ne of London’s oldest remaining stables has raised more than £1million in less than two months to save itself from closure.
But it faced having to shut for good after owner Natalie O’Rourke learned the yards lease would not be renewed later this year and the land sold.
She started a fundraising campaign on New Year’s Eve to buy the site outright and had until February 24 to make £1million, the estimated cost of the riding school site.
Yesterday it hit its target and has now raised more than £1.25million. More than 30,500 people donated.
Actor Rob Brydon and impressionist Rory Bremner were among those who pledged support.
Ms O’Rourke said she was “totally overwhelmed” and “could not believe” they had reached the target.
“What can we say? Thank you, from the bottom of our hooves and heart’s to every single person that retweeted, pledged and believed,” she added.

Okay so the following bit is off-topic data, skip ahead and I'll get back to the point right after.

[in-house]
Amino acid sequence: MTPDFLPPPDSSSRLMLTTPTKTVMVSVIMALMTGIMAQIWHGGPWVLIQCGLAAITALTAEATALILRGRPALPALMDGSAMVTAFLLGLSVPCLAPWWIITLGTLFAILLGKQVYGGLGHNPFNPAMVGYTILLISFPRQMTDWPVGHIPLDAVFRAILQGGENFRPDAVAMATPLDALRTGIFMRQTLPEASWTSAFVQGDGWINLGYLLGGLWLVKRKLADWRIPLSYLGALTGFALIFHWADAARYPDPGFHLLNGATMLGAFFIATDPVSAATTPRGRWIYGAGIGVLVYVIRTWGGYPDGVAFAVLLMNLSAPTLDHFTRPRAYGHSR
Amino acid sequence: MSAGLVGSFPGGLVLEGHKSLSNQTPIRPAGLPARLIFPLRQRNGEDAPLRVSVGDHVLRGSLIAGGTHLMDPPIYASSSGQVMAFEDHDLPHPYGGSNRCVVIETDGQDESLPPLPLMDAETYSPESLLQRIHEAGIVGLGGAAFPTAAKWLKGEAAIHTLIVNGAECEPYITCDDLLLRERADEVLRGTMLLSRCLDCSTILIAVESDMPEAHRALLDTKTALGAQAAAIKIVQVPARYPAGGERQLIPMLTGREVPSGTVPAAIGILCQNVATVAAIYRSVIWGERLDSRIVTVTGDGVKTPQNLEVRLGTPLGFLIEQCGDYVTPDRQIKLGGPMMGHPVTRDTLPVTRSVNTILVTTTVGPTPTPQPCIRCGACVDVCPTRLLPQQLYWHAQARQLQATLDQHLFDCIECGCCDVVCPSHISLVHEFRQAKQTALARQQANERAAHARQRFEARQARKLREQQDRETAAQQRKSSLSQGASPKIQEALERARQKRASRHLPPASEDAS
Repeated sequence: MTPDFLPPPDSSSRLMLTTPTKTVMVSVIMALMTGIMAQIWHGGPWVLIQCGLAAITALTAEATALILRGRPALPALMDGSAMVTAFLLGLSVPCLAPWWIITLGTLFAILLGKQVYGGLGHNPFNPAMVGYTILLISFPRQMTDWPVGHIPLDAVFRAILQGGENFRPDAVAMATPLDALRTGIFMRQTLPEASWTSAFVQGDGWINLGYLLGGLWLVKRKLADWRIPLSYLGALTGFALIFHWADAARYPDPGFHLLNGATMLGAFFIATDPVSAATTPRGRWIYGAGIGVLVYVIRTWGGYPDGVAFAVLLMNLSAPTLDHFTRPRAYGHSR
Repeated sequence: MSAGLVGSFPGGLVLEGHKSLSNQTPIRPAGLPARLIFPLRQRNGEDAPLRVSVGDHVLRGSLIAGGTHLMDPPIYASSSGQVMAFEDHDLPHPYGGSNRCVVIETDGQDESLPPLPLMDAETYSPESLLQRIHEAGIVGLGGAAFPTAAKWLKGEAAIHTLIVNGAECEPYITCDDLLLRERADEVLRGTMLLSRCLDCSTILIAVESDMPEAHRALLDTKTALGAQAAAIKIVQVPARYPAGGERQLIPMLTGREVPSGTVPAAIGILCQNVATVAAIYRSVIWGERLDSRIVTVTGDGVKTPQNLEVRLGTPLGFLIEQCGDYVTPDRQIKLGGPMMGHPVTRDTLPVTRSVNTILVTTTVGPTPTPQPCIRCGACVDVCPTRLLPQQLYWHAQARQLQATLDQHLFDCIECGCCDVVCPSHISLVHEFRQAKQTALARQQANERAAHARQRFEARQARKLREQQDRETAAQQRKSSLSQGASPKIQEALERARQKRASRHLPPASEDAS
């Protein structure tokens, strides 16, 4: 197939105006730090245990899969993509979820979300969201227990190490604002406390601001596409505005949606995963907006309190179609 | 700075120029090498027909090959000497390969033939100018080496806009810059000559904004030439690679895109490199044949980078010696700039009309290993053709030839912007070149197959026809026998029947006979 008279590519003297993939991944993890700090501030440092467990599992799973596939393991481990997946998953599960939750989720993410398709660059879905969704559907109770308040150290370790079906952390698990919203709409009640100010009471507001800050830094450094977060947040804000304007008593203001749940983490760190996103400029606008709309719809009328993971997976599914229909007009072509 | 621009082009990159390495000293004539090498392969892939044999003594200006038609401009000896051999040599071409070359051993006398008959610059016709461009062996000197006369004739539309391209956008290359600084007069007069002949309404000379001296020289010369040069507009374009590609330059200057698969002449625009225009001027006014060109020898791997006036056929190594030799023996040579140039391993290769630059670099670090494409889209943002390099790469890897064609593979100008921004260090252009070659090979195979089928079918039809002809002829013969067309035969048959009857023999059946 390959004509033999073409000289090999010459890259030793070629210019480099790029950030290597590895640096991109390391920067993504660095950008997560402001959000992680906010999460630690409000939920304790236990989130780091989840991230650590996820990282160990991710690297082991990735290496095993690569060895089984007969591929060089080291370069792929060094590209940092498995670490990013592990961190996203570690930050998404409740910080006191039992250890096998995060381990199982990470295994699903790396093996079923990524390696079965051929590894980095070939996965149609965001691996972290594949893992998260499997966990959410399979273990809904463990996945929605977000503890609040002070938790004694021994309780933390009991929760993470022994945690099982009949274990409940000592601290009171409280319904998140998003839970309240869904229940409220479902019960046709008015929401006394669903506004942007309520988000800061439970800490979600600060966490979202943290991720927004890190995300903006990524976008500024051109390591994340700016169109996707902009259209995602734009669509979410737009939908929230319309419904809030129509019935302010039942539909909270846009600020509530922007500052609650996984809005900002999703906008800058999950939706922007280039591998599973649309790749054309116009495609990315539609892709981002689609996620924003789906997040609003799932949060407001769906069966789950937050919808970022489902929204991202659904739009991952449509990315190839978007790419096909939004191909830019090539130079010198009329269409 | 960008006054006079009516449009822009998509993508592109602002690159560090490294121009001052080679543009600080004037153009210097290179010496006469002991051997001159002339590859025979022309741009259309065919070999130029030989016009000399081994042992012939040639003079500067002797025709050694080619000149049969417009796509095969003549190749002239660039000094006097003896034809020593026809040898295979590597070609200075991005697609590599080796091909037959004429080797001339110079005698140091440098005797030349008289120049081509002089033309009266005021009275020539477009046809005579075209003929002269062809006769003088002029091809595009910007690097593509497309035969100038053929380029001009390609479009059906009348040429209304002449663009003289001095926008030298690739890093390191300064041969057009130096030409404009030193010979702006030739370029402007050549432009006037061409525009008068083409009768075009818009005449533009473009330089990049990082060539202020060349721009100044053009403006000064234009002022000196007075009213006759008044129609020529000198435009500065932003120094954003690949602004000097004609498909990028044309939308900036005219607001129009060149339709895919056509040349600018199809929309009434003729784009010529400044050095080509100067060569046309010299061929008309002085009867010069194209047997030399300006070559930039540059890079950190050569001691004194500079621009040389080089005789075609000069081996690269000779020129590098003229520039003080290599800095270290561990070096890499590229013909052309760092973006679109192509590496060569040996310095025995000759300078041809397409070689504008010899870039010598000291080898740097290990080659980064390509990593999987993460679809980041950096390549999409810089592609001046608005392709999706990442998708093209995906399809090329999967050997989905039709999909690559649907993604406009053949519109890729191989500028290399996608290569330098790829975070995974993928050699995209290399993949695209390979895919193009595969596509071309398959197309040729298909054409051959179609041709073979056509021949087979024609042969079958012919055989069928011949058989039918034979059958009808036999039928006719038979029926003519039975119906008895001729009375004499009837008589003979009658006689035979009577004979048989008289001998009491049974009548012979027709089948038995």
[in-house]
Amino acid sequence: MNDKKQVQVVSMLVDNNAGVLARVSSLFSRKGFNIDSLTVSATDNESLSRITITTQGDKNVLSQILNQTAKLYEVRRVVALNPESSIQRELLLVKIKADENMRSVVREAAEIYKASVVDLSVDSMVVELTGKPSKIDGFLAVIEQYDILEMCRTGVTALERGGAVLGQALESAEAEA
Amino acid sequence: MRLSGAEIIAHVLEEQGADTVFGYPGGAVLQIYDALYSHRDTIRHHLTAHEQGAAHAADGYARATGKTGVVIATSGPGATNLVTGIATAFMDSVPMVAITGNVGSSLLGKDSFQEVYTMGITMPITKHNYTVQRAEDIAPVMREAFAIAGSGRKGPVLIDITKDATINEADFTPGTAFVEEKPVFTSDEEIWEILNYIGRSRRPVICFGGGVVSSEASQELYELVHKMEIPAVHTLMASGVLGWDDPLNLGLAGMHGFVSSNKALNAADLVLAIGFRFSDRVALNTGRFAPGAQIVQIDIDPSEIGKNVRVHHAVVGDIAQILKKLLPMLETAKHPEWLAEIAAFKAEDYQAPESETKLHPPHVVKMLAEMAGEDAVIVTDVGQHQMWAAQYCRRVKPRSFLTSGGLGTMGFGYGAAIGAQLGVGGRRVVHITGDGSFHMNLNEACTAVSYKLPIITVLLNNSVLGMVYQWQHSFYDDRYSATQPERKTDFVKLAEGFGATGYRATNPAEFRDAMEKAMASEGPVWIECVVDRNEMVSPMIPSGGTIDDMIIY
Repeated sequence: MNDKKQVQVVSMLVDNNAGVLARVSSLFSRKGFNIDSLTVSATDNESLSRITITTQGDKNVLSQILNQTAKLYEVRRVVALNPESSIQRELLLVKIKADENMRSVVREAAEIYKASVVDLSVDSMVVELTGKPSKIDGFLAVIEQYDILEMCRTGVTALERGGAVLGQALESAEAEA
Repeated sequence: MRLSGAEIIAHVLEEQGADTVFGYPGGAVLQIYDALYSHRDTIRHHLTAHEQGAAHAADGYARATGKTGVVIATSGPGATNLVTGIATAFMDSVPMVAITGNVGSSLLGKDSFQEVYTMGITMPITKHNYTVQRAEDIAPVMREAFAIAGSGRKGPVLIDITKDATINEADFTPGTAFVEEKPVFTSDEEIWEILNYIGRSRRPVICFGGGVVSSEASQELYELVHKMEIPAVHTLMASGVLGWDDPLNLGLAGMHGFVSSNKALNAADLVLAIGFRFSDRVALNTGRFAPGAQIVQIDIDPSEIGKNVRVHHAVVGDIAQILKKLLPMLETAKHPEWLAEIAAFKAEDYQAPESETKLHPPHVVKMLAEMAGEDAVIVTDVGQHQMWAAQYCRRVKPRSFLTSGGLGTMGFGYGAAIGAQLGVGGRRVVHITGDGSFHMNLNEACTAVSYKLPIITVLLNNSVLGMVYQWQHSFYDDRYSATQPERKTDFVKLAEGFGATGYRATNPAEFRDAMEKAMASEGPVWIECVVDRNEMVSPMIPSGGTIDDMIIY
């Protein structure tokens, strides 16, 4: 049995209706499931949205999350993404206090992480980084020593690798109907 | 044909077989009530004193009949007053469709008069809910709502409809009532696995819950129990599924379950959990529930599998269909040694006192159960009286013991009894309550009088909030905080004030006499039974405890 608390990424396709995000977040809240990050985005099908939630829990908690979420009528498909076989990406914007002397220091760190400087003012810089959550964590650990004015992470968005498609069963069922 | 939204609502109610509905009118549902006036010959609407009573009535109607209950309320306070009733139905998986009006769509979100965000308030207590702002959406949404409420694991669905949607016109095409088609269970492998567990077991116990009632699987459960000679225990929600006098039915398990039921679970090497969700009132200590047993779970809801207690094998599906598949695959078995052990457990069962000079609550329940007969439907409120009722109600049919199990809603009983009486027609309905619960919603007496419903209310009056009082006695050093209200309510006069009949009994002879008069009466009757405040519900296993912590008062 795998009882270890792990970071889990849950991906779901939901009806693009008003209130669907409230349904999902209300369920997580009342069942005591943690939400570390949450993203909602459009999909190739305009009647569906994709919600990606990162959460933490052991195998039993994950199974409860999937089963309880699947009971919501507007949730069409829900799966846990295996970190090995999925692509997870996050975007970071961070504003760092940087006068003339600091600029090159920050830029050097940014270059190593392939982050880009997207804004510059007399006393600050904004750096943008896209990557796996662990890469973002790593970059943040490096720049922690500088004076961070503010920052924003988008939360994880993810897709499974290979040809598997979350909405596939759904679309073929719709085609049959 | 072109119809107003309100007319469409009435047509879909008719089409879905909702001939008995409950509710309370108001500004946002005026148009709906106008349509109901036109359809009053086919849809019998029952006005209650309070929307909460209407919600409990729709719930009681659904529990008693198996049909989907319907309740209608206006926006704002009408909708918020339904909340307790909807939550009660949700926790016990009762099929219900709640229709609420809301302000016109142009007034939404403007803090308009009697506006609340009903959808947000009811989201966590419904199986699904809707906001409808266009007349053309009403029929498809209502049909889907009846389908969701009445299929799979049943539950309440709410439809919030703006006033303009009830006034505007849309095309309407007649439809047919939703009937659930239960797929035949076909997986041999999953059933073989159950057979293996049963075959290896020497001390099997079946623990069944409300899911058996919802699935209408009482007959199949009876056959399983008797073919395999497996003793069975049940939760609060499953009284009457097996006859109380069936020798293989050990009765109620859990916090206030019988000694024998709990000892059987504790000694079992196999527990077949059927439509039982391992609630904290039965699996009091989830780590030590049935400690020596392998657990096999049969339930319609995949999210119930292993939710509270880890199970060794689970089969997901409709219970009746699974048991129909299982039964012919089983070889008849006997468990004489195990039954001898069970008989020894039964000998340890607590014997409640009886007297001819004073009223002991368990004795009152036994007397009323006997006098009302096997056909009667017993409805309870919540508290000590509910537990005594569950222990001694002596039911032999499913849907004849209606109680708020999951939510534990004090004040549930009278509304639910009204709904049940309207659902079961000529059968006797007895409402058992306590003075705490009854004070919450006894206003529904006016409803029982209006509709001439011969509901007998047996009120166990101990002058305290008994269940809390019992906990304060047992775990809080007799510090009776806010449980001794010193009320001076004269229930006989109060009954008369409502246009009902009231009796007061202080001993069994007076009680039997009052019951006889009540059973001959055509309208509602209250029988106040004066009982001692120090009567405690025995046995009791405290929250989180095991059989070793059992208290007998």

“We are overwhelmed with the kindness we have received.”
The site, which is home to 23 horses, has a long equestrian history and was a fire station with horse-drawn engines from the early 1800s and has also served as a dairy.
It was reopened 12 years ago as a riding school and charity by Ms O’Rourke after the foot and mouth crisis closed the previous stables in 2008.
It now serves as a Riding for the Disabled Association (RDA) and Pony Club centre and employs many staff who have additional needs, as well as running an army of volunteers.
During the first lockdown it started a “tiny pony at your window” campaign, with horses being walked to visit the socially isolated in the local area.
Last month Ms O’Rourke said: “We do respite care for children, young offenders, people with disabilities, the socially isolated and those who would just never be able to afford horse riding otherwise.
“Because of our location close to the train station we get people coming from all over London.”